create a disputed issue of material fact, as are plaintiff’s own

self-interested characterizations of her job performance and

qualifications.

27
Plaintiff also alleges that the defendant lied about the
date it decided to hire a new manager to cover up the fact that
her manager had spent the extra time “build[ing] a subjective
case against her.” Plaintiff Slaughter’s Opposition to Motion
for Summary Judgment, Docket Entry No. 19, p. 7. However,
plaintiff fails to present any evidence that defendant used this
time to “build a case against her” in her 2003 evaluations and
does not explain what effect this might have had, given the fact
that both her 2002 and 2003 evaluations were used by the
interviewers in their decisions.
28
Plaintiff Slaughter’s Opposition to Motion for Summary
Judgment, Docket Entry No. 19, pp. 7–11.
29
Id.
30
Id. at 9. Plaintiff’s reliance on Crawford v. Western
Electric Co., 614 F.2d 1300, 1315–16 (5th Cir. 1980), is
misplaced. In Crawford the promotions denied by the defendant
were not based on any written evaluation or articulated standard
and were, thus, wholly subjective. This was not the case here.

-11-
Case 4:05-cv-03455 Document 22 Filed 01/11/2007 Page 12 of 13

Because plaintiff has failed to show the existence of a

disputed material fact regarding defendant’s discriminatory

motives, summary judgment for her employment discrimination claim

is appropriate.

B. Retaliation Claim

Plaintiff also alleges a claim for unlawful retaliation in

violation of the TCHRA.31 To establish a prima facie case of

retaliation, plaintiff must show that (1) she engaged in protected

activity, (2) an adverse employment action occurred, and (3) a

causal connection exists between the two. See 982 S.W.2d 551 (Tex.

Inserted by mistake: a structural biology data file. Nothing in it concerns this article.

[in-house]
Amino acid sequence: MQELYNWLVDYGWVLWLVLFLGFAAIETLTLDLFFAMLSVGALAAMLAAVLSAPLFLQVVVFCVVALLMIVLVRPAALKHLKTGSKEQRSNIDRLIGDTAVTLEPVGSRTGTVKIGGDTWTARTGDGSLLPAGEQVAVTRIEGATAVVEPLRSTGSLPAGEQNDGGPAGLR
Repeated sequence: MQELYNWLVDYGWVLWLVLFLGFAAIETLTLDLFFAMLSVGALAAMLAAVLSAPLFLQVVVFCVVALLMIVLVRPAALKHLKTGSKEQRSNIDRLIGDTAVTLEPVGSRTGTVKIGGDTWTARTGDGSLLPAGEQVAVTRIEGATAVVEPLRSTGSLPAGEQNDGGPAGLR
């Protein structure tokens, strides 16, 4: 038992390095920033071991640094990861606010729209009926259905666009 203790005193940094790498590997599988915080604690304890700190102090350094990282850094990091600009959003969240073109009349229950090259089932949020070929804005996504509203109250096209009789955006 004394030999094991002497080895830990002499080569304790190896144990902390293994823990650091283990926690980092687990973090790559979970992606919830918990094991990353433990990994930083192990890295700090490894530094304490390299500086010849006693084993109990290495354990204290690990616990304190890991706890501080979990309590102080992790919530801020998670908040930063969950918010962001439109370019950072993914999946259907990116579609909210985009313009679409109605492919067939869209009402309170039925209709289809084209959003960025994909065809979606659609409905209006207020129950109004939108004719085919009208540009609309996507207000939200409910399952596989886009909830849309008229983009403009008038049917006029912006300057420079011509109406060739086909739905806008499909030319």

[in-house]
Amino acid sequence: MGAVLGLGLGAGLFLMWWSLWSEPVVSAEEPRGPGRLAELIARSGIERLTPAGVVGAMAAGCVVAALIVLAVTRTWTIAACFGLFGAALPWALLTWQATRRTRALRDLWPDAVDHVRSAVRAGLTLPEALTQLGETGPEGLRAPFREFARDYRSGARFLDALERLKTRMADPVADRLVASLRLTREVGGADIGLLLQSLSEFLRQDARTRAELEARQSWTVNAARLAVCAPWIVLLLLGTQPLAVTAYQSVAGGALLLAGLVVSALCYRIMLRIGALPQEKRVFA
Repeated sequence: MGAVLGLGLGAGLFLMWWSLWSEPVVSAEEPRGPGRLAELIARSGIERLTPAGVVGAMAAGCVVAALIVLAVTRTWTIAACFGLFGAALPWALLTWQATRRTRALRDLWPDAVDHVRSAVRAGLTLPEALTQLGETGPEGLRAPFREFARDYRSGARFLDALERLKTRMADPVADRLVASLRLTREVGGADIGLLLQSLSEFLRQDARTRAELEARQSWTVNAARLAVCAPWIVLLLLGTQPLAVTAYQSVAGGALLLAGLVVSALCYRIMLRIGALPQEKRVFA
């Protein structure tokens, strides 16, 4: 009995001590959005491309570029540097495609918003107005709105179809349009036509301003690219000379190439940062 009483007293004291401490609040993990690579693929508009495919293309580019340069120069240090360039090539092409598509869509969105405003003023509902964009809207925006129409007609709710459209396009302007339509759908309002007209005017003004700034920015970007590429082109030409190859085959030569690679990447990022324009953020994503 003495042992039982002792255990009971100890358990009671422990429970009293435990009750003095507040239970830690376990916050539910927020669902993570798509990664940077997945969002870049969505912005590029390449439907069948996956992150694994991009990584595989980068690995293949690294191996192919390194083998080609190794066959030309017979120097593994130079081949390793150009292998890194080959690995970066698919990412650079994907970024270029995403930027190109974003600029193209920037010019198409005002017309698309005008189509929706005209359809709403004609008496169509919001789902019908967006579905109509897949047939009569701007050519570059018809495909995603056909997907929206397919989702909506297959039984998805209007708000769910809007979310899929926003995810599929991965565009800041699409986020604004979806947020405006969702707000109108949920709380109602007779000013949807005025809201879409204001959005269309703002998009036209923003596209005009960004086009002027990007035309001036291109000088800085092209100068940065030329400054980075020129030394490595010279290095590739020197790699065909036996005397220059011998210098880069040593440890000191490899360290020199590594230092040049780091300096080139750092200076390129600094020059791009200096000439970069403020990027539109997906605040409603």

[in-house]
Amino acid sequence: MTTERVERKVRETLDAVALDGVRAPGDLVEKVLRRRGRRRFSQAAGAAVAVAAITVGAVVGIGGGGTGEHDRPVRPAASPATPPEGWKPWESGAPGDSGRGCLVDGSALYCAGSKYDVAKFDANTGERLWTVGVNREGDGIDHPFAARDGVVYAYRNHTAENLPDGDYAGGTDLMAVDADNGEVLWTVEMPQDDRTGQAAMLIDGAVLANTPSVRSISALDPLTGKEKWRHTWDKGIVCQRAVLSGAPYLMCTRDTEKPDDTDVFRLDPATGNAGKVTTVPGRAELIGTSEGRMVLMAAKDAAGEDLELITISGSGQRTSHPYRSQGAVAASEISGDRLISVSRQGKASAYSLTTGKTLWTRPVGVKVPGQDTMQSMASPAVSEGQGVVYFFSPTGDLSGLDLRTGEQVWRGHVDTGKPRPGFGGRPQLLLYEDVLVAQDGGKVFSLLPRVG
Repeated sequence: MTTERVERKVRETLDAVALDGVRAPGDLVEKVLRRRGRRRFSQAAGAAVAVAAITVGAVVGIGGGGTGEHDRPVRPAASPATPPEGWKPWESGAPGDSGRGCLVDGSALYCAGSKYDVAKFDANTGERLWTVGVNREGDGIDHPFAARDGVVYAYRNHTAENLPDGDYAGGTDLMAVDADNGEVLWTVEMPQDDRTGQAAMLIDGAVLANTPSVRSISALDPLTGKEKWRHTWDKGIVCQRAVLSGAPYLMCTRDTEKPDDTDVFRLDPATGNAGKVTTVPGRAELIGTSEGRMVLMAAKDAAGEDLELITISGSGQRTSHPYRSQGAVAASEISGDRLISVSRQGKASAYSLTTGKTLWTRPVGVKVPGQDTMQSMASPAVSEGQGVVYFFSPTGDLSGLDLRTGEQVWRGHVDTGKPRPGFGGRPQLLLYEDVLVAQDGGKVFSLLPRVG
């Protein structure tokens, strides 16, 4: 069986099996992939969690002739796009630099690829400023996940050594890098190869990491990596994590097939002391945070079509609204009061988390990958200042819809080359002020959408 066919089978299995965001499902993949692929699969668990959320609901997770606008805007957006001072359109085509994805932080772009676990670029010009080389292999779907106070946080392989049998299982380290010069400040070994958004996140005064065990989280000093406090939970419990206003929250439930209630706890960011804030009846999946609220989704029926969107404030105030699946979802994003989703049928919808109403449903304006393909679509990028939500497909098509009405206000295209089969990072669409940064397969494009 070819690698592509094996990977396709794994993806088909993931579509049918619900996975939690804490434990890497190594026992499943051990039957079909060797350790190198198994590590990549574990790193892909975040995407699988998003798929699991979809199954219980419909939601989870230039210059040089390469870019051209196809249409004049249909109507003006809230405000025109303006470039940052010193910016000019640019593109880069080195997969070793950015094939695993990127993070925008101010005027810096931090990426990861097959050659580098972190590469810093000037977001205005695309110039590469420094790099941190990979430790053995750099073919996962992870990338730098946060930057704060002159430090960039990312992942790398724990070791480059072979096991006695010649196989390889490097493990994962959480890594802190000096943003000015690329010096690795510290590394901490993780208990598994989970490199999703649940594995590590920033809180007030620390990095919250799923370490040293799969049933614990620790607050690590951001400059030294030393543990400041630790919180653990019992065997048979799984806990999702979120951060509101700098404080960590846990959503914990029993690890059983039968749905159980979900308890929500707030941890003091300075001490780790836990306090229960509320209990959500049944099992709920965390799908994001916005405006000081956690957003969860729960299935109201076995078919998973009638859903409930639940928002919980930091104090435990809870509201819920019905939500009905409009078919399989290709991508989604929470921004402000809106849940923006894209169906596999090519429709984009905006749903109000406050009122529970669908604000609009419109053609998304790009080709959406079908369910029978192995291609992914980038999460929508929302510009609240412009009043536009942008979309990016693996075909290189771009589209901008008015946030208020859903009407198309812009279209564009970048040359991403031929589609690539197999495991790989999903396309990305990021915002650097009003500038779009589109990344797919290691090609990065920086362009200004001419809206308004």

App. -- San Antonio Oct. 28, 1998). Again, cases interpreting

analogous federal statutes inform the court’s analysis. Quantum,

47 S.W.3d at 476. The Supreme Court recently articulated the

standard for what constitutes “adverse employment action.”

Burlington Northern and Santa Fe Ry. Co. v. White, 126 S. Ct. 2405

(2006). The Court held that

a plaintiff must show that a reasonable employee


would have found the challenged action materially
adverse. . . . We speak of material adversity
because we believe it is important to separate
significant from trivial harms. . . . An employee’s
decision to report discriminatory behavior cannot
immunize that employee from those petty slights or
minor annoyances that often take place at work and
that all employees experience.

Id. at 2414–15. Plaintiff admits that she recorded the phone

conversations and took documents without permission. The

31
Plaintiff Slaughter’s First Amended Complaint, Docket
Entry No. 13, pp. 8–11.

-12-
Case 4:05-cv-03455 Document 22 Filed 01/11/2007 Page 13 of 13

counseling report at issue did not revoke any of plaintiff’s

privileges, nor did it alter her employment status in any way.

Plaintiff was merely counseled that her actions violated firm

policies and was advised that any future violations could result in

disciplinary action.32 This allegedly retaliatory action did not

produce “injury or harm” that may be reasonably perceived to be

“materially adverse” to plaintiff. Cf. Molina v. Equistar Chems.,

L.P., 2006 U.S. Dist. LEXIS 47075, at *28–30 (S.D. Tex. June 30,

2006) (holding that a plaintiff who was asked to attend a meeting

with his supervisors and given a “Last Chance Agreement” at that

meeting did not suffer an adverse employment action under

Burlington Northern).

Because plaintiff failed to establish an element of her prima

facie case of retaliation, summary judgment on this claim is

appropriate.

IV. Conclusion and Order

For the reasons stated above, the court concludes that summary

judgment is warranted on all of plaintiff’s claims. Defendant’s

Motion for Summary Judgment (Docket Entry No. 16) is therefore

GRANTED.

SIGNED at Houston, Texas, on this 11th day of January, 2007.

SIM LAKE
UNITED STATES DISTRICT JUDGE

32
Defendant Jones Day’s Motion for Summary Judgment, Docket
Entry No. 16, Ex. I, No. 6, June 20, 2006, Counseling Report for
Ava Slaughter.

-13-